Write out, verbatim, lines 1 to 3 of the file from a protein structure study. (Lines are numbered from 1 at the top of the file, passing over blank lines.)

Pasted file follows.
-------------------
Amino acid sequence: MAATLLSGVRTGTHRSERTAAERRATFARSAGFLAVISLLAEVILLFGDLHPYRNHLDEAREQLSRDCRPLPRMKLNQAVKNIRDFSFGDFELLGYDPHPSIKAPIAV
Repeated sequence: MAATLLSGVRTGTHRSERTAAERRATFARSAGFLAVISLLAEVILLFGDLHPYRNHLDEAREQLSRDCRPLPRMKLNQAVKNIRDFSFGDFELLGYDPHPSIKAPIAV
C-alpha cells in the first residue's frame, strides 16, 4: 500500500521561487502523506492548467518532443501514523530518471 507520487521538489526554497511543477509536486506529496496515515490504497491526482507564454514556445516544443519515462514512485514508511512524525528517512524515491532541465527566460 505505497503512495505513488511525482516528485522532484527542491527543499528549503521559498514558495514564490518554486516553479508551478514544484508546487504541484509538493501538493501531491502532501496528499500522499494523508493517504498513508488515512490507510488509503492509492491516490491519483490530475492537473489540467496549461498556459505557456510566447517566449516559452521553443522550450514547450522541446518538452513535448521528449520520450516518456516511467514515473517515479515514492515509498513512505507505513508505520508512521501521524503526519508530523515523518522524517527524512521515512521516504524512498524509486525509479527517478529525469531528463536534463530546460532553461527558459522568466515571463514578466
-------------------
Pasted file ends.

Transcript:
Amino acid sequence: MAATLLSGVRTGTHRSERTAAERRATFARSAGFLAVISLLAEVILLFGDLHPYRNHLDEAREQLSRDCRPLPRMKLNQAVKNIRDFSFGDFELLGYDPHPSIKAPIAV
Repeated sequence: MAATLLSGVRTGTHRSERTAAERRATFARSAGFLAVISLLAEVILLFGDLHPYRNHLDEAREQLSRDCRPLPRMKLNQAVKNIRDFSFGDFELLGYDPHPSIKAPIAV
C-alpha cells in the first residue's frame, strides 16, 4: 500500500521561487502523506492548467518532443501514523530518471 507520487521538489526554497511543477509536486506529496496515515490504497491526482507564454514556445516544443519515462514512485514508511512524525528517512524515491532541465527566460 505505497503512495505513488511525482516528485522532484527542491527543499528549503521559498514558495514564490518554486516553479508551478514544484508546487504541484509538493501538493501531491502532501496528499500522499494523508493517504498513508488515512490507510488509503492509492491516490491519483490530475492537473489540467496549461498556459505557456510566447517566449516559452521553443522550450514547450522541446518538452513535448521528449520520450516518456516511467514515473517515479515514492515509498513512505507505513508505520508512521501521524503526519508530523515523518522524517527524512521515512521516504524512498524509486525509479527517478529525469531528463536534463530546460532553461527558459522568466515571463514578466